Will the same apply to the Huduma Namba? Will some people simply become “de-citizenised” by virtue of the fact that the Kenyan state did not recognise their existence? Will not having an ID, and therefore, a Huduma Namba, mean that a section of Kenyan society will remain permanently un-serviced and further marginalised?

The Chinese and Indian models

To be fair, the use of technology to obtain mass biometric and demographic data is not new. In recent years, both the Indian and Chinese governments have introduced unique identity numbers that they, like the Kenyan government, claim will make it easier to provide government services to citizens. (Though it must be noted that in much of the rest of the world, government services are not denied to people who cannot prove their identity. When I lived in London, for example, I could use the National Health Service simply by virtue of being a resident in the UK; my Kenyan passport did not deny me access to free healthcare. In the United States, a driving licence, Green Card or passport are sufficient proof of identity.)

The Kenyan High Court that ruled that registering for a Huduma Namba should be voluntary and not mandatory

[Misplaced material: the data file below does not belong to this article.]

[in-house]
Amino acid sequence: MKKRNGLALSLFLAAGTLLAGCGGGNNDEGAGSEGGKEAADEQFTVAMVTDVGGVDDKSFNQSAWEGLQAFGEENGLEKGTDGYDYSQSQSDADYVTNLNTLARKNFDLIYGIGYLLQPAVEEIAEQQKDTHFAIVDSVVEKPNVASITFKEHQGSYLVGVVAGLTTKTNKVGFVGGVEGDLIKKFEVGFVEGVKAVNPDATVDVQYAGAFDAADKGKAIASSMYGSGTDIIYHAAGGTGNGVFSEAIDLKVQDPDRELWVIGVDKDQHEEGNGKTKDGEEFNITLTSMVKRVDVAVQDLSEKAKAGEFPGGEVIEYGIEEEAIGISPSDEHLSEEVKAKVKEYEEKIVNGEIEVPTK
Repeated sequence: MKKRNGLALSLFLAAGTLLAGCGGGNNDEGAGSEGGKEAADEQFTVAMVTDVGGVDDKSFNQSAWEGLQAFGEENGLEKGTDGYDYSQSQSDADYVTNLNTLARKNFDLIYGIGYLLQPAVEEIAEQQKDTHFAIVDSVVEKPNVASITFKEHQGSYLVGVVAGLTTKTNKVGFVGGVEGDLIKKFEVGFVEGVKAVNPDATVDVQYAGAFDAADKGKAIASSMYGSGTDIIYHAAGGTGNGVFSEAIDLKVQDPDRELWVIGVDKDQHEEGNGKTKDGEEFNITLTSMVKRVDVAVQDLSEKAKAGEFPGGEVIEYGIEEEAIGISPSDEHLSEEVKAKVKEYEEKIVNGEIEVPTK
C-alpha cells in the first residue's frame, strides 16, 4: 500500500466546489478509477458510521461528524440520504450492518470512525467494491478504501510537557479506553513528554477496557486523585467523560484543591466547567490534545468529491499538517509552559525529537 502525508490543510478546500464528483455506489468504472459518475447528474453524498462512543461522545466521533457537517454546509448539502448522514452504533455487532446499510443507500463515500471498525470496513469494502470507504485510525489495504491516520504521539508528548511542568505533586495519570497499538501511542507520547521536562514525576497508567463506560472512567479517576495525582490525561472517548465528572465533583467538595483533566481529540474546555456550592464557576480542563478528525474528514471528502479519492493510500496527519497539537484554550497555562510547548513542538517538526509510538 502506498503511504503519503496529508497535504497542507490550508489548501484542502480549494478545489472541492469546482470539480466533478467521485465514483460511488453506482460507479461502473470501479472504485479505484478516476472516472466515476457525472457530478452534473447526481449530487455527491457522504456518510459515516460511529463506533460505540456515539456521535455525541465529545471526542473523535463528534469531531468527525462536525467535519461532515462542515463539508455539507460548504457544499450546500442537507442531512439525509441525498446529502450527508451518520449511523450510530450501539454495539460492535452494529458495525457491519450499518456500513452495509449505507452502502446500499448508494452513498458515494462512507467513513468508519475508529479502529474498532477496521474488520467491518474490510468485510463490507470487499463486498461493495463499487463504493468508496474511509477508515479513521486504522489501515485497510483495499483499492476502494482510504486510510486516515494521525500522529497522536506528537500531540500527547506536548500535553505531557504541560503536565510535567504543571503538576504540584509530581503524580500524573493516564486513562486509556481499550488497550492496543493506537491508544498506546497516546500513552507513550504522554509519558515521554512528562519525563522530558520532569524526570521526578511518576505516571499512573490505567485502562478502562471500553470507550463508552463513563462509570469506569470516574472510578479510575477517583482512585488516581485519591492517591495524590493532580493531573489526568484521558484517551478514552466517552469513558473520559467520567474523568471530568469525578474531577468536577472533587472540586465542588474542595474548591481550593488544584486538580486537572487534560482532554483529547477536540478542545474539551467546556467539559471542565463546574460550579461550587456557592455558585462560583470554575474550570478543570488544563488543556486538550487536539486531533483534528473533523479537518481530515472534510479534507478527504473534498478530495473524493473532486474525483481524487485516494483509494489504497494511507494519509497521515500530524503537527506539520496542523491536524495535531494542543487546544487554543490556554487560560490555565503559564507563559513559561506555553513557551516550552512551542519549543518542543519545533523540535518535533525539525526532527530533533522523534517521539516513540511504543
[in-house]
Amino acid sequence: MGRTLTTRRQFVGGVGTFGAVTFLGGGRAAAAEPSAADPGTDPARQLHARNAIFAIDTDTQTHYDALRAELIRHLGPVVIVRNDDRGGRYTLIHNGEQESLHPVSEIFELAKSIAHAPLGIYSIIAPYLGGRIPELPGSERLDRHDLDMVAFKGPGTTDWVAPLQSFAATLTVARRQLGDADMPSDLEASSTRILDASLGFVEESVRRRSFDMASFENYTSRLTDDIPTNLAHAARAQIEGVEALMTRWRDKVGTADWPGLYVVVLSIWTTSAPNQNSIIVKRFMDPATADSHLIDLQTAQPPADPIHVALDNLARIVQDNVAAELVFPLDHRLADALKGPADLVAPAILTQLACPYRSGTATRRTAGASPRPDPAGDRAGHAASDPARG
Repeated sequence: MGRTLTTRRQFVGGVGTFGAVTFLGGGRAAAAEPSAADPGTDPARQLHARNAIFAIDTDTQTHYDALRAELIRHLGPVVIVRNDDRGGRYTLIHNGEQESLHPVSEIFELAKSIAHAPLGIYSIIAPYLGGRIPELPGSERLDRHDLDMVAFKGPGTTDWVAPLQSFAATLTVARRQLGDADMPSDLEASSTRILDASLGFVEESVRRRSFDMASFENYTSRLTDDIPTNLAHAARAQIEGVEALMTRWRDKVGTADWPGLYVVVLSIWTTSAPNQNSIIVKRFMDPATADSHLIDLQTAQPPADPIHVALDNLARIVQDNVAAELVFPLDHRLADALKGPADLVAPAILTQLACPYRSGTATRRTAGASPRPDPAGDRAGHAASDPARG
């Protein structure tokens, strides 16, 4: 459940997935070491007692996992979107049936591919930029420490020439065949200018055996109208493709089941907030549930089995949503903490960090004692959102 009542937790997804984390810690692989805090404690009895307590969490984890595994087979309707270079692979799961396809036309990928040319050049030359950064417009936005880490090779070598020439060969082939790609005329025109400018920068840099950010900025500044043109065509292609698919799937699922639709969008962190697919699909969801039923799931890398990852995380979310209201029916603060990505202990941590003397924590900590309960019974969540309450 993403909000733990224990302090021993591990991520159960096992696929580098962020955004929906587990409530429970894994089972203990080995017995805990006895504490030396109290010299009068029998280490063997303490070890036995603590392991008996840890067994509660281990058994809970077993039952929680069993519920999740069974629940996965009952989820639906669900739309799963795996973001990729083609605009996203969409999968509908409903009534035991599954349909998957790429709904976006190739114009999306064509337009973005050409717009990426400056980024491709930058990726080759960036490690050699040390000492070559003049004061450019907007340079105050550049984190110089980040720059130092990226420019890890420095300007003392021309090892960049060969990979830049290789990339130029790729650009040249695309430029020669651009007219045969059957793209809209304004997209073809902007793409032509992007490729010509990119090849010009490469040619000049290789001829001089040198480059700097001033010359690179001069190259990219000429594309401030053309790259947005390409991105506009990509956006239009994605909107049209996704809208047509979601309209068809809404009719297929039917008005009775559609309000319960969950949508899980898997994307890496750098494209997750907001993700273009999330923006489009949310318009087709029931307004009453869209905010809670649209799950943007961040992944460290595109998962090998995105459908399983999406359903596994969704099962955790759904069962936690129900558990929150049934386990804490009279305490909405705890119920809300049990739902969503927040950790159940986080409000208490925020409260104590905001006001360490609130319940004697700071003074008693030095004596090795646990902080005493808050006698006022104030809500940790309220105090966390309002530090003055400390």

In 2009, India introduced Aadhaar – a 12-digit unique identity number (UID), tellingly managed by the Ministry of Electronics and Information Technology, not the Ministry of Planning – in order to streamline “targeted delivery of financial and other subsidies, benefits and services” to the residents of India and to prevent leakages in service delivery.

However, since its introduction, the Indian government has been encouraging citizens to link their Aadhaar numbers to a variety of commercial services, from mobile SIM cards to bank accounts (imagine the implications of that!), which raises concerns about whether the state has the right to deny people services provided by private companies and entities. Will those who do not have the Aadhaar card be denied a SIM card, for example?